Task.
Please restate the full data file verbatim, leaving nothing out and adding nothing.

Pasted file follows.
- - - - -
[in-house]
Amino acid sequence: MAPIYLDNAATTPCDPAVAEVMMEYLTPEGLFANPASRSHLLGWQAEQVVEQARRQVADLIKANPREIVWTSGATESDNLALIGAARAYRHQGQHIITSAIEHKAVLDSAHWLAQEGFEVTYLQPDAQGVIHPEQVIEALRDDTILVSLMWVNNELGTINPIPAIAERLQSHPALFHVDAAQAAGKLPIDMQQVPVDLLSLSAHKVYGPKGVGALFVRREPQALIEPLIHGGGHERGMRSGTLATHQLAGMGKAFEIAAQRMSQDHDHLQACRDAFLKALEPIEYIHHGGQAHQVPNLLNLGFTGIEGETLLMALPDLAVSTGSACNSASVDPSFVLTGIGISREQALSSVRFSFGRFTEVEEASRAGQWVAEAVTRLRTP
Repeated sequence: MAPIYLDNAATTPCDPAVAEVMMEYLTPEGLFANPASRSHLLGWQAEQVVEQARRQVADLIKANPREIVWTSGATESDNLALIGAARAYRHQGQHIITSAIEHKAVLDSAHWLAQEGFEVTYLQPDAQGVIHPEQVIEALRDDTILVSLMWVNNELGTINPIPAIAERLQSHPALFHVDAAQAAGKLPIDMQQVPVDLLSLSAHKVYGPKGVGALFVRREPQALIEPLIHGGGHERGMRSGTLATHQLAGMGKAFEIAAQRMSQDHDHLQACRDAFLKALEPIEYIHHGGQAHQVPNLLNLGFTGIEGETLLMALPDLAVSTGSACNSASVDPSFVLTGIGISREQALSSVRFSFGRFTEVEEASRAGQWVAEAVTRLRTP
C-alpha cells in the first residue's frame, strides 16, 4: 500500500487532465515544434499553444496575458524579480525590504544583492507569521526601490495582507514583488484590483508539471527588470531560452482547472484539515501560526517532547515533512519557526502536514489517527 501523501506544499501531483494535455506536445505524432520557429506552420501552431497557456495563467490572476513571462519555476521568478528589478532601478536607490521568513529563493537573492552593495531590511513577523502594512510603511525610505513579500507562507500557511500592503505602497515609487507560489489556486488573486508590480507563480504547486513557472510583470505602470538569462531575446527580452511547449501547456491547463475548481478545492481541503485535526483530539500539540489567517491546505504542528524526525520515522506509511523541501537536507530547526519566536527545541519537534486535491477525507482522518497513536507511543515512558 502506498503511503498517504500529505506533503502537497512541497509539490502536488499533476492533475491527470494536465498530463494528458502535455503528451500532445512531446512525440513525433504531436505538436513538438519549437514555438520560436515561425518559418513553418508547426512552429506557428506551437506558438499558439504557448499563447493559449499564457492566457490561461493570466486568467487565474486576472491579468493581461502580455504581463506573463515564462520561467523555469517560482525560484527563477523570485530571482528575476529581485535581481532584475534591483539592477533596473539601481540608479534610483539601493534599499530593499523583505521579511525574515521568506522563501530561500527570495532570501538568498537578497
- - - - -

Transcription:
[in-house]
Amino acid sequence: MAPIYLDNAATTPCDPAVAEVMMEYLTPEGLFANPASRSHLLGWQAEQVVEQARRQVADLIKANPREIVWTSGATESDNLALIGAARAYRHQGQHIITSAIEHKAVLDSAHWLAQEGFEVTYLQPDAQGVIHPEQVIEALRDDTILVSLMWVNNELGTINPIPAIAERLQSHPALFHVDAAQAAGKLPIDMQQVPVDLLSLSAHKVYGPKGVGALFVRREPQALIEPLIHGGGHERGMRSGTLATHQLAGMGKAFEIAAQRMSQDHDHLQACRDAFLKALEPIEYIHHGGQAHQVPNLLNLGFTGIEGETLLMALPDLAVSTGSACNSASVDPSFVLTGIGISREQALSSVRFSFGRFTEVEEASRAGQWVAEAVTRLRTP
Repeated sequence: MAPIYLDNAATTPCDPAVAEVMMEYLTPEGLFANPASRSHLLGWQAEQVVEQARRQVADLIKANPREIVWTSGATESDNLALIGAARAYRHQGQHIITSAIEHKAVLDSAHWLAQEGFEVTYLQPDAQGVIHPEQVIEALRDDTILVSLMWVNNELGTINPIPAIAERLQSHPALFHVDAAQAAGKLPIDMQQVPVDLLSLSAHKVYGPKGVGALFVRREPQALIEPLIHGGGHERGMRSGTLATHQLAGMGKAFEIAAQRMSQDHDHLQACRDAFLKALEPIEYIHHGGQAHQVPNLLNLGFTGIEGETLLMALPDLAVSTGSACNSASVDPSFVLTGIGISREQALSSVRFSFGRFTEVEEASRAGQWVAEAVTRLRTP
C-alpha cells in the first residue's frame, strides 16, 4: 500500500487532465515544434499553444496575458524579480525590504544583492507569521526601490495582507514583488484590483508539471527588470531560452482547472484539515501560526517532547515533512519557526502536514489517527 501523501506544499501531483494535455506536445505524432520557429506552420501552431497557456495563467490572476513571462519555476521568478528589478532601478536607490521568513529563493537573492552593495531590511513577523502594512510603511525610505513579500507562507500557511500592503505602497515609487507560489489556486488573486508590480507563480504547486513557472510583470505602470538569462531575446527580452511547449501547456491547463475548481478545492481541503485535526483530539500539540489567517491546505504542528524526525520515522506509511523541501537536507530547526519566536527545541519537534486535491477525507482522518497513536507511543515512558 502506498503511503498517504500529505506533503502537497512541497509539490502536488499533476492533475491527470494536465498530463494528458502535455503528451500532445512531446512525440513525433504531436505538436513538438519549437514555438520560436515561425518559418513553418508547426512552429506557428506551437506558438499558439504557448499563447493559449499564457492566457490561461493570466486568467487565474486576472491579468493581461502580455504581463506573463515564462520561467523555469517560482525560484527563477523570485530571482528575476529581485535581481532584475534591483539592477533596473539601481540608479534610483539601493534599499530593499523583505521579511525574515521568506522563501530561500527570495532570501538568498537578497